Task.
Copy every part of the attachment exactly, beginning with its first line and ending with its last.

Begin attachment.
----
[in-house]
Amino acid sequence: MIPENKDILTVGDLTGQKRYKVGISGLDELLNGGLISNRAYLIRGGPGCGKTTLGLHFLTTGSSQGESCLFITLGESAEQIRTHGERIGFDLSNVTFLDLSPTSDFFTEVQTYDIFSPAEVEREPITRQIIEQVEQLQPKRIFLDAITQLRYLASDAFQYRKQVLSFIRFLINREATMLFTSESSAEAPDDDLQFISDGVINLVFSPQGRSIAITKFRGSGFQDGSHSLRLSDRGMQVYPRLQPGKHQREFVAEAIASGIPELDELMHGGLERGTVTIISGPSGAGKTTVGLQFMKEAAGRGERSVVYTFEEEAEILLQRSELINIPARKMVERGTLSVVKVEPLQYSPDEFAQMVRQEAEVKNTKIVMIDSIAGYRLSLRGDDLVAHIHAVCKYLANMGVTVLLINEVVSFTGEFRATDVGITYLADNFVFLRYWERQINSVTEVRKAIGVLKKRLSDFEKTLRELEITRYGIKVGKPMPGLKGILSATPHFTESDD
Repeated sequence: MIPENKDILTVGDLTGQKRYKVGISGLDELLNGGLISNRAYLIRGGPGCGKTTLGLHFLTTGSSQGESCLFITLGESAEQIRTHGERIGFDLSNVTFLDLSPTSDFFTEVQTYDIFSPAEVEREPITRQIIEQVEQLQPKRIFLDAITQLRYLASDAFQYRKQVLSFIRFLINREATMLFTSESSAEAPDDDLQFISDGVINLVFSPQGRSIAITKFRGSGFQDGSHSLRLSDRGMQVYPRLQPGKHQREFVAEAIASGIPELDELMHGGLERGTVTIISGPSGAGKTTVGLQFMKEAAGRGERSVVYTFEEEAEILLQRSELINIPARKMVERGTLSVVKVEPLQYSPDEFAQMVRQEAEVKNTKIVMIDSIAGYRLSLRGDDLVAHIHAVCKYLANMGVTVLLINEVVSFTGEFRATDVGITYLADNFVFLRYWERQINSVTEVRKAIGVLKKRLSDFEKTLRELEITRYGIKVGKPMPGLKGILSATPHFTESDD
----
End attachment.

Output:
[in-house]
Amino acid sequence: MIPENKDILTVGDLTGQKRYKVGISGLDELLNGGLISNRAYLIRGGPGCGKTTLGLHFLTTGSSQGESCLFITLGESAEQIRTHGERIGFDLSNVTFLDLSPTSDFFTEVQTYDIFSPAEVEREPITRQIIEQVEQLQPKRIFLDAITQLRYLASDAFQYRKQVLSFIRFLINREATMLFTSESSAEAPDDDLQFISDGVINLVFSPQGRSIAITKFRGSGFQDGSHSLRLSDRGMQVYPRLQPGKHQREFVAEAIASGIPELDELMHGGLERGTVTIISGPSGAGKTTVGLQFMKEAAGRGERSVVYTFEEEAEILLQRSELINIPARKMVERGTLSVVKVEPLQYSPDEFAQMVRQEAEVKNTKIVMIDSIAGYRLSLRGDDLVAHIHAVCKYLANMGVTVLLINEVVSFTGEFRATDVGITYLADNFVFLRYWERQINSVTEVRKAIGVLKKRLSDFEKTLRELEITRYGIKVGKPMPGLKGILSATPHFTESDD
Repeated sequence: MIPENKDILTVGDLTGQKRYKVGISGLDELLNGGLISNRAYLIRGGPGCGKTTLGLHFLTTGSSQGESCLFITLGESAEQIRTHGERIGFDLSNVTFLDLSPTSDFFTEVQTYDIFSPAEVEREPITRQIIEQVEQLQPKRIFLDAITQLRYLASDAFQYRKQVLSFIRFLINREATMLFTSESSAEAPDDDLQFISDGVINLVFSPQGRSIAITKFRGSGFQDGSHSLRLSDRGMQVYPRLQPGKHQREFVAEAIASGIPELDELMHGGLERGTVTIISGPSGAGKTTVGLQFMKEAAGRGERSVVYTFEEEAEILLQRSELINIPARKMVERGTLSVVKVEPLQYSPDEFAQMVRQEAEVKNTKIVMIDSIAGYRLSLRGDDLVAHIHAVCKYLANMGVTVLLINEVVSFTGEFRATDVGITYLADNFVFLRYWERQINSVTEVRKAIGVLKKRLSDFEKTLRELEITRYGIKVGKPMPGLKGILSATPHFTESDD